]. We have recently shown that various extracts prepared from guava work as potent SGLT1 and GLUT2 inhibitors in vitro (Caco-2 cells) and in vivo (C57BL/6N mice) [17
]. The greatest inhibitory effect was detected for guava fruit extract prepared by supercritical CO2
extraction (SFE). Obviously, this extraction procedure results in the isolation of compounds related to the inhibitory effect on glucose resorption at higher concentrations than other techniques such alcoholic extraction.
Based on our previous work, we investigated whether application of this guava extract also leads to a reduced postprandial glucose response in humans. Therefore, we conducted a parallelized, randomized, and placebo-controlled clinical study to confirm the efficacy of guava fruit extract in young healthy adults. In addition, we tested the dependency of storage time on the efficacy of the extract by splitting the intervention group into a September and a November intervention. The obtained results confirmed our hypothesis that the consumption of guava fruit extract together with a glucose solution reduces the extent of the postprandial glucose response during an oral glucose tolerance test (OGTT).
Previous research has indicated that consumption of different guava fruit extracts reduces postprandial glucose peaks by inhibition of the intestinal glucose transporters SGLT1 and GLUT2 in vitro (Caco-2 cells) and in vivo (C57BL/6N mice) [17
]. Here, we determined the potential of guava fruit extract prepared by supercritical CO2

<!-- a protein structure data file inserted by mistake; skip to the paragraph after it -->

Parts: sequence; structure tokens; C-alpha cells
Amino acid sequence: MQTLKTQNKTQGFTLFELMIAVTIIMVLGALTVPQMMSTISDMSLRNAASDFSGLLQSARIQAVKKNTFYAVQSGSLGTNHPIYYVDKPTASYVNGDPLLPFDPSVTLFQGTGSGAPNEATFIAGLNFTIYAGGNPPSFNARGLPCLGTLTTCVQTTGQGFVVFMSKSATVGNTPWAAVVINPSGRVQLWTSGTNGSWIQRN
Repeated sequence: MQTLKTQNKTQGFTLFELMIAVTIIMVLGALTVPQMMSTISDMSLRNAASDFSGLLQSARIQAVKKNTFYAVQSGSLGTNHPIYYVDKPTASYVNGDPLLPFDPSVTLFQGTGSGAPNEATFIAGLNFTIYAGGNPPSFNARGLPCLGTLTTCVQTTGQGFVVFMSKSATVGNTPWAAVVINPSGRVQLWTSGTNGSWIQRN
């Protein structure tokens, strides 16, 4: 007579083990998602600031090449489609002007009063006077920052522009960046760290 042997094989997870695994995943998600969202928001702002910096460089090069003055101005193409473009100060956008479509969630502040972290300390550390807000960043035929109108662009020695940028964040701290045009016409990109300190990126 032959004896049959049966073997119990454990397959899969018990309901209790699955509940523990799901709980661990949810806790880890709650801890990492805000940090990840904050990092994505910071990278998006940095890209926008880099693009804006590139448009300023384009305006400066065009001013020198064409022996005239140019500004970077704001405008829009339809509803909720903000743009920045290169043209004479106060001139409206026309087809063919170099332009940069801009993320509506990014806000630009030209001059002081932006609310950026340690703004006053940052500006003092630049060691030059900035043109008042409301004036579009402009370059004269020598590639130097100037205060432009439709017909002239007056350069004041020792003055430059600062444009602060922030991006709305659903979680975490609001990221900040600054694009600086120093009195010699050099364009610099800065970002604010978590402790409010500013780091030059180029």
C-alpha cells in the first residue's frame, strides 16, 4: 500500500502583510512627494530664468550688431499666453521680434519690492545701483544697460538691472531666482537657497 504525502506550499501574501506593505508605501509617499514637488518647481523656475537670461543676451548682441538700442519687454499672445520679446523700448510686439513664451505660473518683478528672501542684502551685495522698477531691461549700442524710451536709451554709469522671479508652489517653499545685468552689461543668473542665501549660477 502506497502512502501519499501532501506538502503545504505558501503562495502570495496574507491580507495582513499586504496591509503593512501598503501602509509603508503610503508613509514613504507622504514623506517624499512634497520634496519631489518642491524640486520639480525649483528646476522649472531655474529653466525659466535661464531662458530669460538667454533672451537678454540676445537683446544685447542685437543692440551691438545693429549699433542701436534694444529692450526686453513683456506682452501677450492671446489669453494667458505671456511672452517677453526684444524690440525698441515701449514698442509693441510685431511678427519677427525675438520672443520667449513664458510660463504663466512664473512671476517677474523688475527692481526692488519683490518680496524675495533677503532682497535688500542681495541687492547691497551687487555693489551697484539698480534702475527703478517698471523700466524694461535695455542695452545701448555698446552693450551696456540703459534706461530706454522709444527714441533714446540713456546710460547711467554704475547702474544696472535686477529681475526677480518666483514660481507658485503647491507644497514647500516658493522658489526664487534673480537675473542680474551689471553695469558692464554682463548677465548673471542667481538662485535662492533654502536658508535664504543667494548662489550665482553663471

extraction to regulate postprandial blood glucose response in healthy young adults during an oral glucose tolerance test (OGTT).
The OGTT is commonly used in clinical research to evaluate glucose tolerance and thus provides an appropriate method to assess postprandial glucose response in humans [24
]. As expected, the consumption of 2.5 mL of guava fruit extract reduced postprandial mean blood glucose levels in healthy students, as shown by comparing the results of the OGTT between the intervention and control groups. A significantly decreased peak blood glucose level was detected at 30 and 90 min for the group that consumed guava extract. One of the participants in the September intervention group even showed a postprandial glucose concentration of 3.39 mmol/L, which goes below the threshold of plasma glucose ≤ 3.9 mmol/L for the definition of hypoglycemia, according to the American Diabetes Association/European Medicines Agency specified guidelines [25
]. Nevertheless, no other symptoms of hypoglycemia were observed, and the person behaved inconspicuously. Moreover, the glucose concentration increased again afterwards. In fact, glucose concentrations of <3.0 mmol/L can cause cognitive dysfunction and are sufficiently low to indicate serious, clinically important hypoglycemia. A glucose concentration above this value, as it was measured in this study, need not be reported in clinical trials [26
]. Blood glucose regulation was accompanied by a modestly reduced, but nonsignificant, postprandial insulin secretion.
The present findings seem to be consistent with other clinical research on plant-derived extracts. For instance, mulberry leaf extract significantly reduced total blood glucose and insulin secretion after ingestion of maltodextrin in a randomized, double-blind, placebo-controlled study. The authors reported a classical dose–response curve with significant effects over placebo [27